Gypsy Soul,
Beneath the Covers: A Rediscovery
(Off the Beaten Track, 2007)

After more than 10 years of recording and touring, selling more than 100,000 copies of their eight albums (and 1.5 million downloads) and appearing on a number of soundtracks -- all without a major record deal -- the husband-and-wife duo of Roman Morykit (instrumentals) and Cilette Swann (vocals), otherwise known as Gypsy Soul, has produced Beneath the Covers: A Rediscovery.

The album applies the band's Celtic/folk/Americana sound to covers of seven hits by an eclectic range of artists including U2, The Moody Blues, Stevie Wonder and John Denver.

With such an intriguing premise and the band's impeccable credentials, how could you lose? And yet, I found the result a mixed bag.

In some cases, the covers work. Their version of "Still Haven't Found What I'm Looking For" is a great opener and takes an almost literal interpretation on the song, sounding like they're actually on a back road searching for what they lost rather than mimicking the existential gospel lament of the original. And, I'll be honest, I was prepared to hate "Superstition" -- no one messes with Stevie! -- but it actually was quite good, with a sort-of low-key, contemplative vibe about it.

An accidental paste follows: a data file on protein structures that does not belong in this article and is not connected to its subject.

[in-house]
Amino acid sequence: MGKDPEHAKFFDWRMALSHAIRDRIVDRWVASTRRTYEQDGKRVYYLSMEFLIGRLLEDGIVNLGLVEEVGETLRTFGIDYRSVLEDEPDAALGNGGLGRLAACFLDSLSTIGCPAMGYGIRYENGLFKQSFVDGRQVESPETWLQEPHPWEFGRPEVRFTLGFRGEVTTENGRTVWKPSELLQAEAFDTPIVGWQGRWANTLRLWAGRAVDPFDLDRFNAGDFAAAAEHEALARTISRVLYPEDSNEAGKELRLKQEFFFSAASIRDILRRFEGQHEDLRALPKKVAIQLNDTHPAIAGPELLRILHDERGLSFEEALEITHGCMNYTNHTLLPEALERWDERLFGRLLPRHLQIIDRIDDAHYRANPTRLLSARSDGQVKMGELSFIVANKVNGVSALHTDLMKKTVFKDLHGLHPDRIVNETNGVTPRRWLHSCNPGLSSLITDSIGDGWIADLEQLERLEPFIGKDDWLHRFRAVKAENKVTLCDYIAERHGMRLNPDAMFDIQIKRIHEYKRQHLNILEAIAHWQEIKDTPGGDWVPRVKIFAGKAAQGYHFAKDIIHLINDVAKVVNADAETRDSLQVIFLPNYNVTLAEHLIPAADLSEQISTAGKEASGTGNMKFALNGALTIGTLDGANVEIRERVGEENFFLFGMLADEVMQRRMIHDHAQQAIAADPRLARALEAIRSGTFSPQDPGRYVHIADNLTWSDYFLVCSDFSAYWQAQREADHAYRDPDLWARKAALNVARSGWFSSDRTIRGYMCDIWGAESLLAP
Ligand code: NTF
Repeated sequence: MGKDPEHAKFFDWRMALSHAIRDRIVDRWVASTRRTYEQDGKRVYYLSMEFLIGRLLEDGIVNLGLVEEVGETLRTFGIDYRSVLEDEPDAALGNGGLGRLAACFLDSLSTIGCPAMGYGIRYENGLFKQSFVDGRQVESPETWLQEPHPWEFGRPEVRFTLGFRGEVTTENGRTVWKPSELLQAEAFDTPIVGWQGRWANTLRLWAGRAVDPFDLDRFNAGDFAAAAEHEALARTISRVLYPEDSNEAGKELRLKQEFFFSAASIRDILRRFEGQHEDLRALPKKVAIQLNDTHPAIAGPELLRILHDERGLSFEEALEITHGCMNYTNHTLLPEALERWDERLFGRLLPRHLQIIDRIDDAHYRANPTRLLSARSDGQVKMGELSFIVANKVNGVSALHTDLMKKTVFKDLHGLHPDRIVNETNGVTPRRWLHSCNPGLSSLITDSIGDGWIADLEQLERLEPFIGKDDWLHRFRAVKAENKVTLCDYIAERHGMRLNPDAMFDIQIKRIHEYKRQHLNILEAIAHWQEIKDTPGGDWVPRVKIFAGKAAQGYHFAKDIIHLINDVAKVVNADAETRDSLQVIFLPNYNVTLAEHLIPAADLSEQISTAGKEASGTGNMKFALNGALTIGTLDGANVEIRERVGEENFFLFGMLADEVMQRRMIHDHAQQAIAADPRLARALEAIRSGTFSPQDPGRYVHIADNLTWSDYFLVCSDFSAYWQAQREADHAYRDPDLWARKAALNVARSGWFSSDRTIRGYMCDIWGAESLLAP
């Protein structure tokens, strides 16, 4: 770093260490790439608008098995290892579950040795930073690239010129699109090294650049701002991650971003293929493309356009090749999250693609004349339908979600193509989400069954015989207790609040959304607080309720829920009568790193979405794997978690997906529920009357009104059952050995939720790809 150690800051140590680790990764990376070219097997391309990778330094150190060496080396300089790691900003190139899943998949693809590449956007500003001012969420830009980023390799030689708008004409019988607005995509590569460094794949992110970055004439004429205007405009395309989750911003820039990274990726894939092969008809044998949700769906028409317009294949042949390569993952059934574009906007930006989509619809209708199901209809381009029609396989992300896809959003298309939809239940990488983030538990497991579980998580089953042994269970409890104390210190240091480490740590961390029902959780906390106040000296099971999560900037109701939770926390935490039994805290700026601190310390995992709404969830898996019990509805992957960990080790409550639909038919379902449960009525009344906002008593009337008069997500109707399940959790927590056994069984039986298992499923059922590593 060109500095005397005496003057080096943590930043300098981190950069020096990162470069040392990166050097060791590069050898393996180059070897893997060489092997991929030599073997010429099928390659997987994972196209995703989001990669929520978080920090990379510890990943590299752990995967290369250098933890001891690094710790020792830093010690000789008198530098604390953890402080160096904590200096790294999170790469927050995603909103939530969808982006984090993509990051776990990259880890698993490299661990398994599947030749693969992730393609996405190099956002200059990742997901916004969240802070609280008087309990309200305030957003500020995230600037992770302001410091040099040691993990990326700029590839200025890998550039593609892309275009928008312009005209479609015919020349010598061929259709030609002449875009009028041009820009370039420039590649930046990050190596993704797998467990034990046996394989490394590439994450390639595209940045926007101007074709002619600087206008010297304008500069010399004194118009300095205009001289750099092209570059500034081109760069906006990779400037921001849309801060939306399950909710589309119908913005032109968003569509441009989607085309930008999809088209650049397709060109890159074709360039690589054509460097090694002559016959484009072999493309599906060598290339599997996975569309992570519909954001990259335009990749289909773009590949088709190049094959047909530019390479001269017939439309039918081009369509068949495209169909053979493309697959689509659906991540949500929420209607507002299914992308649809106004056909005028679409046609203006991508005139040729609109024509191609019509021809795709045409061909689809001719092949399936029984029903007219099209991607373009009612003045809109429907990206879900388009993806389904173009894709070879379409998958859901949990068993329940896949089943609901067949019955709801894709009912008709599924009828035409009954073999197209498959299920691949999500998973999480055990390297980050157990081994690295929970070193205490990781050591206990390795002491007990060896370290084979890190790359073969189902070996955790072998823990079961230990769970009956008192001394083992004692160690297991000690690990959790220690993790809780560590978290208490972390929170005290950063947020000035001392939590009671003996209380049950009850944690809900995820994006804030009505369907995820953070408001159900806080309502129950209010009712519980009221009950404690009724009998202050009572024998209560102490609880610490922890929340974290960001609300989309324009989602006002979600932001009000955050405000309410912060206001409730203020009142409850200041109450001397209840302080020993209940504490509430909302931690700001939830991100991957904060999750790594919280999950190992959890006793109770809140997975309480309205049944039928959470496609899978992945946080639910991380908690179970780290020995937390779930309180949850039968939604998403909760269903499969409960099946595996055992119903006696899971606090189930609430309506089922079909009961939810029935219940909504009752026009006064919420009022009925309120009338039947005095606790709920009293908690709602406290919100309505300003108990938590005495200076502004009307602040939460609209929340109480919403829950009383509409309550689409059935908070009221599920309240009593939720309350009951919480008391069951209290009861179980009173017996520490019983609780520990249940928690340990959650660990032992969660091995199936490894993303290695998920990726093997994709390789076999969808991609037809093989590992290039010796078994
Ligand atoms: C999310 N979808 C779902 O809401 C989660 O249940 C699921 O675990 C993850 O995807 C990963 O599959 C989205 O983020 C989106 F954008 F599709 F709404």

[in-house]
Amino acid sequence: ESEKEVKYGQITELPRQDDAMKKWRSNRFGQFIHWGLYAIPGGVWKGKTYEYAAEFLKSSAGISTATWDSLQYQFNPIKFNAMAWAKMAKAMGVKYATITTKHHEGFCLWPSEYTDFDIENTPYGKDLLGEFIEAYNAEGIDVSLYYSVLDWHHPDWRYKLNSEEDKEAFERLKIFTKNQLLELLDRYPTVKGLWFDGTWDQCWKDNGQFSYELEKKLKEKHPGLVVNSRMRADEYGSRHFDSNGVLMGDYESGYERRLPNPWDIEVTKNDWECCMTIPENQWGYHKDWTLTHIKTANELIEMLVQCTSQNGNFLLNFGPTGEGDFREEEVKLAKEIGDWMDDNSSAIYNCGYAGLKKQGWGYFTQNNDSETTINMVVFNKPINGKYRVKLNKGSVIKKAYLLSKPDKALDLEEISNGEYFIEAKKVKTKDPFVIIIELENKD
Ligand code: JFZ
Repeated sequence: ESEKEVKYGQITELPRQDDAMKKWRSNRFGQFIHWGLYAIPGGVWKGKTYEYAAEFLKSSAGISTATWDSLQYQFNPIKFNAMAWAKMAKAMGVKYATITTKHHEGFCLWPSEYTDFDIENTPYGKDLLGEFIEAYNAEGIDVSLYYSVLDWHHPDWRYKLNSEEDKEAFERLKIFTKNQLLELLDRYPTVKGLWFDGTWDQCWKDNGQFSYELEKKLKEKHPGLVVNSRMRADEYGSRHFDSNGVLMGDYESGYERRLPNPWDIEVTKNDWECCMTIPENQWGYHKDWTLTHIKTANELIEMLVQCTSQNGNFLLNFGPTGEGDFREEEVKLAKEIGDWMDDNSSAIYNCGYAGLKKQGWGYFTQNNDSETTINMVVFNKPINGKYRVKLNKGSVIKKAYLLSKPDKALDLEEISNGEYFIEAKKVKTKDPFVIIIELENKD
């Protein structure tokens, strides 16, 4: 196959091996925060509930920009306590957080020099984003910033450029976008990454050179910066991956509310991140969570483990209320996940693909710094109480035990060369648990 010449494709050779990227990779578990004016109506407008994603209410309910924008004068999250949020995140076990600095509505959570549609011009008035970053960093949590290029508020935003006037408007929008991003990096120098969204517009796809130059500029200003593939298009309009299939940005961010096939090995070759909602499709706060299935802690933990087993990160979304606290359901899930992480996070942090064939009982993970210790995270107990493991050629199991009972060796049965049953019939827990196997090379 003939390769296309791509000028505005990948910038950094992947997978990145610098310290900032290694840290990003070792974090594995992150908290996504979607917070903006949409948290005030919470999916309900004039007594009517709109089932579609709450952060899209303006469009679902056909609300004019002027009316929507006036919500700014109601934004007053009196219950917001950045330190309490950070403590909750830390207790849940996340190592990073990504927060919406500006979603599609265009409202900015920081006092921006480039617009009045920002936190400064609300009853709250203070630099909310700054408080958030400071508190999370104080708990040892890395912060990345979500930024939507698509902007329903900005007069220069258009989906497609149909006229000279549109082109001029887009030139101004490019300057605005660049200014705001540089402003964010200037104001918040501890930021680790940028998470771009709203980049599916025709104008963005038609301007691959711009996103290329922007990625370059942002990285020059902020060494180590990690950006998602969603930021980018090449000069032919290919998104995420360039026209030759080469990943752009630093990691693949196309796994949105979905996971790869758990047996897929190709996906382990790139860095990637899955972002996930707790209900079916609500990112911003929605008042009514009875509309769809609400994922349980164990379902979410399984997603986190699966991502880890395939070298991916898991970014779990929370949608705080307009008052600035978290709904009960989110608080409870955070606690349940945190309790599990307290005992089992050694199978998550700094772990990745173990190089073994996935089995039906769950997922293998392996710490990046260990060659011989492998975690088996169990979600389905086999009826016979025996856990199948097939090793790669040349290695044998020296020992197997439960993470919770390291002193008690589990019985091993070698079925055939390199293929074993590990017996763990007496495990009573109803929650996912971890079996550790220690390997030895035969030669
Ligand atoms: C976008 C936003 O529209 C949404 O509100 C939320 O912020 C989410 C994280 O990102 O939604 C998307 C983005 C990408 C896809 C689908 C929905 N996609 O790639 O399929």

Other covers, however, aren't as successful. "Wicked Game" is an intense, smoldering and almost sinister song when sung by Chris Isaak; Gypsy Soul, however, performs it with an astonishing -- almost depressing -- lack of passion. And the band's interpretation of "Take Me Home, Country Roads," which sounds quite like a lullaby, falls just short of its mark. (Maybe it's the lyrics. Somehow, "misty taste of moonshine" just doesn't sound right in Swann's violin string of a voice.)

The band intersperses a few originals among the covers, but again, the outcome is hit-or-miss. "Lovin' Me" is a bluesy little ditty with a Leon Redbone-style guitar riff that's the best cut on the disc. "One Thing," however, follows the Beatles' "Blackbird" and sounds a little too much like its predecessor, while "Silver Lining" -- the final song on the album -- clocks in at five minutes with an aimless melody and lyrics like "Every day is a blessing / Every breath is a gift / Every heartache's a lesson / Every choice is a risk / Every child is a promise." Not a memorable way to end what could have been a fascinating album.

[ visit the artist's website ]

review by
Melissa Kashner

22 November 2008

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